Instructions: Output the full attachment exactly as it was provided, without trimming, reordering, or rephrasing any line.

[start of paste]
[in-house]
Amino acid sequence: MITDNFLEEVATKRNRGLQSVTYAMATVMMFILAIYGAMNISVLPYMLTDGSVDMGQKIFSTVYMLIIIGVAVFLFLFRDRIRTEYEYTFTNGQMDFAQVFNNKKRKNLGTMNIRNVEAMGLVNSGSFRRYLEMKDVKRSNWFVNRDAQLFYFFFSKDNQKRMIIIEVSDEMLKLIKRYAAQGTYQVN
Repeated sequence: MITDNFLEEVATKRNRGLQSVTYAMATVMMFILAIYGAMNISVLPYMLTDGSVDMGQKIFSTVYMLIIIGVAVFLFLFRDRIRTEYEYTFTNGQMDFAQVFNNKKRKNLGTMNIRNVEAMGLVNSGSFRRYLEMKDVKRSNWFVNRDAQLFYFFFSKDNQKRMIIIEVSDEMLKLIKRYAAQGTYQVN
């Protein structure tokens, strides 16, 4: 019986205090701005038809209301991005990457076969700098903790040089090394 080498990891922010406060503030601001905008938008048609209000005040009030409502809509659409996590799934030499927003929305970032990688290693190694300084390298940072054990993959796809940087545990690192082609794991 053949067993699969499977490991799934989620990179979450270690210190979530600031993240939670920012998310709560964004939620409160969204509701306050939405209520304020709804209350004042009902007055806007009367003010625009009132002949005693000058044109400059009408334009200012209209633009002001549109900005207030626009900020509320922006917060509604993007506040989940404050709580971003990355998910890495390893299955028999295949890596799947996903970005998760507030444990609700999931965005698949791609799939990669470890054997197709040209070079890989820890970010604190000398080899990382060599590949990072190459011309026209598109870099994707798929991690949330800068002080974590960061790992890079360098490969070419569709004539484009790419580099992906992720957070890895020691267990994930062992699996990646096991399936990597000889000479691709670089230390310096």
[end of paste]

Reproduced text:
[in-house]
Amino acid sequence: MITDNFLEEVATKRNRGLQSVTYAMATVMMFILAIYGAMNISVLPYMLTDGSVDMGQKIFSTVYMLIIIGVAVFLFLFRDRIRTEYEYTFTNGQMDFAQVFNNKKRKNLGTMNIRNVEAMGLVNSGSFRRYLEMKDVKRSNWFVNRDAQLFYFFFSKDNQKRMIIIEVSDEMLKLIKRYAAQGTYQVN
Repeated sequence: MITDNFLEEVATKRNRGLQSVTYAMATVMMFILAIYGAMNISVLPYMLTDGSVDMGQKIFSTVYMLIIIGVAVFLFLFRDRIRTEYEYTFTNGQMDFAQVFNNKKRKNLGTMNIRNVEAMGLVNSGSFRRYLEMKDVKRSNWFVNRDAQLFYFFFSKDNQKRMIIIEVSDEMLKLIKRYAAQGTYQVN
């Protein structure tokens, strides 16, 4: 019986205090701005038809209301991005990457076969700098903790040089090394 080498990891922010406060503030601001905008938008048609209000005040009030409502809509659409996590799934030499927003929305970032990688290693190694300084390298940072054990993959796809940087545990690192082609794991 053949067993699969499977490991799934989620990179979450270690210190979530600031993240939670920012998310709560964004939620409160969204509701306050939405209520304020709804209350004042009902007055806007009367003010625009009132002949005693000058044109400059009408334009200012209209633009002001549109900005207030626009900020509320922006917060509604993007506040989940404050709580971003990355998910890495390893299955028999295949890596799947996903970005998760507030444990609700999931965005698949791609799939990669470890054997197709040209070079890989820890970010604190000398080899990382060599590949990072190459011309026209598109870099994707798929991690949330800068002080974590960061790992890079360098490969070419569709004539484009790419580099992906992720957070890895020691267990994930062992699996990646096991399936990597000889000479691709670089230390310096």